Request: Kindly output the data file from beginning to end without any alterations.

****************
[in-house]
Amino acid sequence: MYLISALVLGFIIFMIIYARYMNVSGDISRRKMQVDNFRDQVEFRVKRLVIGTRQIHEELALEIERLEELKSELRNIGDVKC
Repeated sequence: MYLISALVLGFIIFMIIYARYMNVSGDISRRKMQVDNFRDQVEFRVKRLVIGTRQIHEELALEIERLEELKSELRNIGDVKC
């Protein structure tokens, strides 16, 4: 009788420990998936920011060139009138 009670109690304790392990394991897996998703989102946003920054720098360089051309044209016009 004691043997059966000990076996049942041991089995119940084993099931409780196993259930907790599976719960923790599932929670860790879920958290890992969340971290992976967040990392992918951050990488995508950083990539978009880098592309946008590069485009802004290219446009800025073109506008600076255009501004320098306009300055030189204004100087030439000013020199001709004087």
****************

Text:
[in-house]
Amino acid sequence: MYLISALVLGFIIFMIIYARYMNVSGDISRRKMQVDNFRDQVEFRVKRLVIGTRQIHEELALEIERLEELKSELRNIGDVKC
Repeated sequence: MYLISALVLGFIIFMIIYARYMNVSGDISRRKMQVDNFRDQVEFRVKRLVIGTRQIHEELALEIERLEELKSELRNIGDVKC
């Protein structure tokens, strides 16, 4: 009788420990998936920011060139009138 009670109690304790392990394991897996998703989102946003920054720098360089051309044209016009 004691043997059966000990076996049942041991089995119940084993099931409780196993259930907790599976719960923790599932929670860790879920958290890992969340971290992976967040990392992918951050990488995508950083990539978009880098592309946008590069485009802004290219446009800025073109506008600076255009501004320098306009300055030189204004100087030439000013020199001709004087």